“Protection is connection, and vice versa; it has to be both,” he said.
Claudio Angelo is the head of communications for Climate Observatory, an NGO. A former journalist, he now runs a news website for a vast network of 41 Brazilian NGOs which produces annual estimates of the country’s greenhouse gas emissions.
Angelo explained to Truthout that observable shifts in rainfall patterns are now becoming common across the country, along with a shifting of the timings of the wet and dry seasons. Plus, like much of the world, Brazil is seeing far higher temperatures than ever before. He points to some farming regions that have already seen 6C increases.
“Brazil has warmed faster than the global average, since we are in the tropics,” Angelo said. “Since 1961, it is 1C hotter in Brazil, and it took us half the time to warm the same as the rest of the world.”
Angelo noted that the Amazon has seen two 100-year drought events (extreme drought events that only happen every 100 years) in a five-year period — the first in 2005 and then another in 2010.
“The feedback mechanisms that exist between deforestation and climate change are my biggest concerns,” he said. “Deforestation was 46 percent of our emissions last year, so our main focus is on mitigation. Hence, we are advocating for zero deforestation in Brazil.”
Like Feldmann, Angelo had grown hopeful that his country was finally getting the deforestation of the Amazon under control, until recently.
“Over the last two years we saw this not to be the case, as we had a 60 percent increase in deforestation in just the last two years,” he said. “Because of this, Brazil ranks in the top 10 [countries, in terms of] global greenhouse gas emissions.”
When trees are chopped down, all the CO2 they sequestered from the atmosphere is released. Angelo pointed out the window and discussed the obvious changes.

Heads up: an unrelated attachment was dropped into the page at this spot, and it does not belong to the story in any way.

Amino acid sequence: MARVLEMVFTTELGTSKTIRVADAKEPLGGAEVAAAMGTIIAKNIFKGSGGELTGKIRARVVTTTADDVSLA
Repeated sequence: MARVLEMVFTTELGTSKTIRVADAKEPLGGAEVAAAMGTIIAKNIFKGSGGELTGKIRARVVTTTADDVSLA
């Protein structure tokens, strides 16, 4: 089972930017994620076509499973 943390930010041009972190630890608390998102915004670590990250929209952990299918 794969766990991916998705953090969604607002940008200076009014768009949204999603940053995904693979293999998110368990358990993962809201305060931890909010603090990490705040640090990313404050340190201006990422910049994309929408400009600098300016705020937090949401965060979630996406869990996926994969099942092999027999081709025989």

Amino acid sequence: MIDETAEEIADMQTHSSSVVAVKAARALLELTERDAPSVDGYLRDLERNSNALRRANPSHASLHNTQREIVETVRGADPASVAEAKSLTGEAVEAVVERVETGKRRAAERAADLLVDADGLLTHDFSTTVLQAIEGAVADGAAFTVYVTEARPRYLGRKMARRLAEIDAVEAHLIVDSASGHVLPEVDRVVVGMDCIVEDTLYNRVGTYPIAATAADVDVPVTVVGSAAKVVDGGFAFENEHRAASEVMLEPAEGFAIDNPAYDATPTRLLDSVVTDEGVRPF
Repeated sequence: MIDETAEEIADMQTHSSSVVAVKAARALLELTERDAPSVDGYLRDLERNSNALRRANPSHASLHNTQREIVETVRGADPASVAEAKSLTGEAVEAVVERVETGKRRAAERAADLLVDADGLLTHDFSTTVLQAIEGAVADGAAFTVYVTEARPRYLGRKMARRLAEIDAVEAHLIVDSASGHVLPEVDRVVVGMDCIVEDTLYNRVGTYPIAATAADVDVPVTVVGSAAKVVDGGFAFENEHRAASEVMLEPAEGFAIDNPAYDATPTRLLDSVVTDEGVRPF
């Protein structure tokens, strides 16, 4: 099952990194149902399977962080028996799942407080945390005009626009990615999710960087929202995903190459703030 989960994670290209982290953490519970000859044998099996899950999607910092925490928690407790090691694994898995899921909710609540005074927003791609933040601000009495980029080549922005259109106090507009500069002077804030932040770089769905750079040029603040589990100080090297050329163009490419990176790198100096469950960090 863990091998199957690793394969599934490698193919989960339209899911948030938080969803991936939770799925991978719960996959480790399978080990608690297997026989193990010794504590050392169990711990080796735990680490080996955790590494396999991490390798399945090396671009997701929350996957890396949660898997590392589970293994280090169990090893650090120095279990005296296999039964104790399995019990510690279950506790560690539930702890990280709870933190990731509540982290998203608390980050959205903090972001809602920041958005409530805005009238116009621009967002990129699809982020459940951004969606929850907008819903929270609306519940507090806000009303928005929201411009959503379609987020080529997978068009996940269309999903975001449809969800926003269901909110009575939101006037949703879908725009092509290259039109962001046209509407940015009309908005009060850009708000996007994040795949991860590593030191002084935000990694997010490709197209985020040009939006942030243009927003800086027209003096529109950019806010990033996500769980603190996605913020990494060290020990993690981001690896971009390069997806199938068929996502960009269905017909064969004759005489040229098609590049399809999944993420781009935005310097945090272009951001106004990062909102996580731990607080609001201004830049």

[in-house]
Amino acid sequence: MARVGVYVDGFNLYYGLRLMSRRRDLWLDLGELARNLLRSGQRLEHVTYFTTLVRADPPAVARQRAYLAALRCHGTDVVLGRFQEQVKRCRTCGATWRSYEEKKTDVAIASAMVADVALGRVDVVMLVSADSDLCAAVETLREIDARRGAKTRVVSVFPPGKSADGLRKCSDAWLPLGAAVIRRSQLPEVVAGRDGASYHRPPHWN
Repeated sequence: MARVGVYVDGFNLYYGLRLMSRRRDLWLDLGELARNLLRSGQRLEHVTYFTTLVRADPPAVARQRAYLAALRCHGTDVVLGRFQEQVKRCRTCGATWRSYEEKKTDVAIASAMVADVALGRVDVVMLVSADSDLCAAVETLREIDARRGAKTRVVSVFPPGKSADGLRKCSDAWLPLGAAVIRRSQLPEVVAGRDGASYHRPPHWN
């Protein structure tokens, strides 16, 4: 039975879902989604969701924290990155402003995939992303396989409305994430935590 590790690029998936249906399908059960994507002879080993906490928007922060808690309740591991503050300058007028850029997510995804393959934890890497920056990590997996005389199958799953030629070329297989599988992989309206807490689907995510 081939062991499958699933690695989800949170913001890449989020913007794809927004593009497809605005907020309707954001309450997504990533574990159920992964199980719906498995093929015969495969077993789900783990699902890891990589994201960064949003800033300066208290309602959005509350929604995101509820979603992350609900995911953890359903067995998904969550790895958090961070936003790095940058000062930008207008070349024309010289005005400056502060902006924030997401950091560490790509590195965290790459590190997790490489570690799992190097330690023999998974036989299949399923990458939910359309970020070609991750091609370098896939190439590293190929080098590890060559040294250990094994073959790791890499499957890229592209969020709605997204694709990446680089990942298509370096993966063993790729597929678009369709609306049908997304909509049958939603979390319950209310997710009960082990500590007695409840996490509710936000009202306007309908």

“Brazil is still water rationing as we speak, after two record-drought years in a row,” he explained. “2015 saw a 45-day heat wave. There is no way you can take off a huge chunk of some part of the planet and think it won’t have a major impact on climate change.”
As a climate journalist Angelo has reported from the Arctic, Greenland, Antarctica and deep into the Amazon. But right now, he is most struck by what he is seeing in his hometown of Brasilia. When he was a child, he remembers how cold it was in the evenings during the winter, and how summers were not as hot as they are now.
“The number of warm nights, when it is not below 20C, has increased 10 times more than it was 30 years ago,” he lamented. “Most of the year here now it’s just nasty. It’s just hot, and it wasn’t like this 20-30 years ago.”
Personal experience plays a core role in Manfrinato’s motivations, as well. He shared his experience from a recent long hike he’d taken that had a deep effect on his perception of the planet.
“It was in a newly protected area of Brazil and I came out of there feeling part of that place, meaning, that place is mine, and I’m going to protect it,” he explained. “And so, we need everyone to start feeling that way about places … about the planet. You belong to it because it belongs to you. You don’t protect it because it belongs to everybody, you protect it because it belongs to you. The land belongs to me, because I belong to the land.”
Manfrinato continues his work to reconnect wildlife habitat on the local levels. He aims to move it from local to regional connections, then regional to national, then across borders, then continental.
“We are promoting this internationally,” Manfrinato said. “Because without reconnection, we will not survive.”